I’m not sure when we got the call. I don’t know if one of my brothers phoned, or if it was my sister Lynn. All I remember is that it was one those fateful phone messages that forever altered the complexion of our family.
My mom had been in a car accident. Teresa and I were about 12 at the time, on the precipice of adolescence and all it’s pubescent promises.
Those promises would have to be parked. My mom was in the back seat, having gone to lunch with a few of her friends in Studio City.
They were rounding Ventura Boulevard near Market Basket near my aunt’s Mexican Flea Market, when they were rear-ended from behind. Instead of putting on the brakes, my mom’s friend accelerated. The car went smashing into the side of the building, and my mother’s femur was crushed.
In her younger days, she had been a professional dancer. As any athlete can attest, being immobile is one of the hardest challenges imaginable. Every family has its shares of tragedy.
Show me a Leave It To Beaver household, and underneath, you’ll probably find some family tragedy. Maybe it was child abuse. Maybe it was drug addiction. Perhaps it was a brush with the law or some weird illness.
Every family has its stories, triumphs and challenges. Well, this was our family challenge. My older sister Lynn was on the verge of getting married, so she didn’t want to park her plans to help out with my mother. My brothers were all in their own orbits, so the task of caring for my mom fell upon Teresa and me. It wasn’t easy.
Nine months in a body cast isn’t something many people can fathom. My mom took these hardships like a trooper; doing her best to rehabilitate, gain strength and mobility in her right leg, so she could become active again.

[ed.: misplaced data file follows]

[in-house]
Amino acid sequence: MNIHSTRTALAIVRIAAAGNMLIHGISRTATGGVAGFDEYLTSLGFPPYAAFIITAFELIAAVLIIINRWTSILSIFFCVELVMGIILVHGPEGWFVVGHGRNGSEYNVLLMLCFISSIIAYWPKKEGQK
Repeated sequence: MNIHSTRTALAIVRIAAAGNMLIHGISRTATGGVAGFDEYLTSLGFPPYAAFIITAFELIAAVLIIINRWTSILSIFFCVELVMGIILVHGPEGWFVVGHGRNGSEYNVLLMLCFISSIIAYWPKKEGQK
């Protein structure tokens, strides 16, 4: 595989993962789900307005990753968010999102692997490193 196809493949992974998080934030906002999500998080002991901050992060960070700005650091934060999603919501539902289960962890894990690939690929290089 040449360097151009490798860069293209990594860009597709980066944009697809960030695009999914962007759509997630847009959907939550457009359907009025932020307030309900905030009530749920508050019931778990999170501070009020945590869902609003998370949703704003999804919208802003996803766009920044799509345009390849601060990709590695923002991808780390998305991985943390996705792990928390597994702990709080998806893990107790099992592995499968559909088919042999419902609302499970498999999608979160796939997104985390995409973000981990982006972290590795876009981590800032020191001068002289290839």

I remember taking her across the street to our neighbor’s house on Pacoima Court, as they had a pool. There, she would do her exercises, as I shared my classroom adventures while attending summer school. We became very close during that time.
I remember Teresa and I being being driven to Walter Reed Junior High by a burly woman named Mary Johnson. Obviously, my mom wasn’t able to get us to school, so Mary did many of the household chores.
She wasn’t the friendliest of females, but her iron will held our family together, with a resolve I can only imagine. As the years commenced, my mom began to return to those activities she loved.
Although her leg wasn’t the same leg anymore, she eventually took up golf after she married her second husband, Eddie Mayo. She never complained, even though one leg was a good two inches shorter than the other. Despite her setbacks, she tried to remain an optimist.
Most of all, she led by example, and to this day, I still hold those lessons she taught close to heart.
And although she’s been gone for over 11 years, I still hold her dear to me when things are tough.
Compared to some of the things she had to endure, my life is pretty easy.
Thank you mom, for all you’ve done for me.